The Chicago Foreign Language Press Survey was published in 1942 by the Chicago Public Library Omnibus Project of the Works Progress Administration of Illinois. The purpose of the project was to translate and classify selected news articles that appeared in the foreign language press from 1855 to 1938. The project consists of 120,000 typewritten pages translated from newspapers of 22 different foreign language communities of Chicago.

Read more about this historic project.

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  • Skandinaven -- March 20, 1872
    [Protest Naming of Pastors]

    With all due respect for Norwegian pastors and in behalf of my countrymen, I object emphatically against having any pastor appointed as director for any library. Poor Mayor Medill, if you do appoint ministers for such jobs, I am afraid the church will excommunicate you. Don't send the minister in the fight for the free library.

    With all due respect for Norwegian pastors and in behalf of my countrymen, I object emphatically against having any pastor appointed as director for any library. Poor Mayor Medill, if ...

    Norwegian
    II B 2 a, III C
  • Skandinaven -- April 18, 1872
    Jewish Mission Meet

    The Norwegian Lutheran Jewish Mission's Ladies Society will have its quarterly meeting in Zian's Church at Patomac and Artesian Avenues on Sunday afternoon, the 21st of April at 3 P.M. The Pastors, H. A. Hanson, Geo. T. Rygh, J. J. Skarpness, and O. K. Espeseth will deliver the speeches.

    The Norwegian Lutheran Jewish Mission's Ladies Society will have its quarterly meeting in Zian's Church at Patomac and Artesian Avenues on Sunday afternoon, the 21st of April at 3 P.M. ...

    Norwegian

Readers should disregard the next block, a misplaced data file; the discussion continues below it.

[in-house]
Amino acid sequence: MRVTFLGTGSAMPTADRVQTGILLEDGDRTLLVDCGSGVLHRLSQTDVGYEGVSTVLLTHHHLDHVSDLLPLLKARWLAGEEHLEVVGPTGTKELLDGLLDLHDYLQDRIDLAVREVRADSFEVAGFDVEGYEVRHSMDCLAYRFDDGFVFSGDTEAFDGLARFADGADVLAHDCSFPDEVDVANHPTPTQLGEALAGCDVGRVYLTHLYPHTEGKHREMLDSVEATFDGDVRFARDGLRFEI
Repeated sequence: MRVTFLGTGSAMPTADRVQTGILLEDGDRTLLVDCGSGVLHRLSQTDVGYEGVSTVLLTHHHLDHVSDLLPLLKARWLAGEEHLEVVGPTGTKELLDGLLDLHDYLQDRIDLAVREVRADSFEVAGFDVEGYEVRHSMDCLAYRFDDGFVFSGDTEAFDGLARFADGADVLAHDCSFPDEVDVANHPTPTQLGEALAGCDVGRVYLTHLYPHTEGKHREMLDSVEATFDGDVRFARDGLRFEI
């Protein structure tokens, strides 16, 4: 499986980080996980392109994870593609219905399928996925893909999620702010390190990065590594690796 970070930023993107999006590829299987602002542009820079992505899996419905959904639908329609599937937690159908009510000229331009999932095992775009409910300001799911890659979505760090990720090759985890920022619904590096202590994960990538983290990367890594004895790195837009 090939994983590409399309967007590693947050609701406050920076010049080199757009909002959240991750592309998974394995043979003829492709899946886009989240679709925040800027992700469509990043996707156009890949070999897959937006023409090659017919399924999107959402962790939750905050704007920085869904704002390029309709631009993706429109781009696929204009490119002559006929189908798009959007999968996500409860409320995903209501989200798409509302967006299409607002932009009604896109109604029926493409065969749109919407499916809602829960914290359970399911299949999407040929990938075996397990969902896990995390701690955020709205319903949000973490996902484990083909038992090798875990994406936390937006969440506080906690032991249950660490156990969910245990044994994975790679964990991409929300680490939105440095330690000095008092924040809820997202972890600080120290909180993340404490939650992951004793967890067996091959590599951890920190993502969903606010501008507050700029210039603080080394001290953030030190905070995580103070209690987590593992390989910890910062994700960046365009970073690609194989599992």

III C, I C
  • Skandinaven -- August 14, 1872
    [Build Large Assembly Hall]

    A big assembly hall has been built by the Chicago Norwegians at the Methodist camp-meeting grounds of Chicago. A meeting is to be held there from August 15th to August 22nd.

    A big assembly hall has been built by the Chicago Norwegians at the Methodist camp-meeting grounds of Chicago. A meeting is to be held there from August 15th to August ...

    Norwegian
    III C, II A 2
  • Skandinaven -- October 16, 1872
    [Relief Appeal Brings Results]

    The Norwegian Emergency Committee had its meeting the 10th of October. Mr. Ole Birkeland was elected chairman, Pastor Krognass, secretary, and Pastor Krahn, cashier. The first thing attempted by the group was to make an appeal to all Norwegian from coast to coast to help the fire sufferers.

    Almost immediately this resulted in the arrival of boxes of clothes from Madison, Wis., and later on sums of money. The committee collected $1,042, of which $300 came from people not belonging to any Norwegian churches and $200 from Augustana Synoden, the balance from the Norwegian Synods. The different churches received all together $7,800 from various churches which was distributed amongst the needy in their neighborhood.

    The Norwegian Emergency Committee had its meeting the 10th of October. Mr. Ole Birkeland was elected chairman, Pastor Krognass, secretary, and Pastor Krahn, cashier. The first thing attempted by the ...

    Norwegian
    II D 10, III C
  • Skandinaven -- January 21, 1876
    [Issue Call to New Pastor]

    The members of, "Our Saviour's Congregation;" have agreed to invite the Rev. Ylvisaker from Minnesota to succeed the Rev. Krohn as their pastor; and so the idea of uniting the two larger congregations of the Norwegian Synod and make the Rev. Mikkelsen their pastor, has been abandoned. According to our information the main reason for abandoning the idea were; that both congregations' financial affairs would become too complicated; that donors might lost interest in a united church; and that the location of the churches and the residences of the members made unification undesirable.

    The members of, "Our Saviour's Congregation;" have agreed to invite the Rev. Ylvisaker from Minnesota to succeed the Rev. Krohn as their pastor; and so the idea of uniting the ...

    Norwegian
    III C
  • Skandinaven -- May 28, 1878
    [Interesting Discussion Held]

    In our Saviour's Church a very interesting discussion took place last Thursday. The question was, "Punishment after death as pictured by Pastor W. Becker, Dr. Thomas, and others".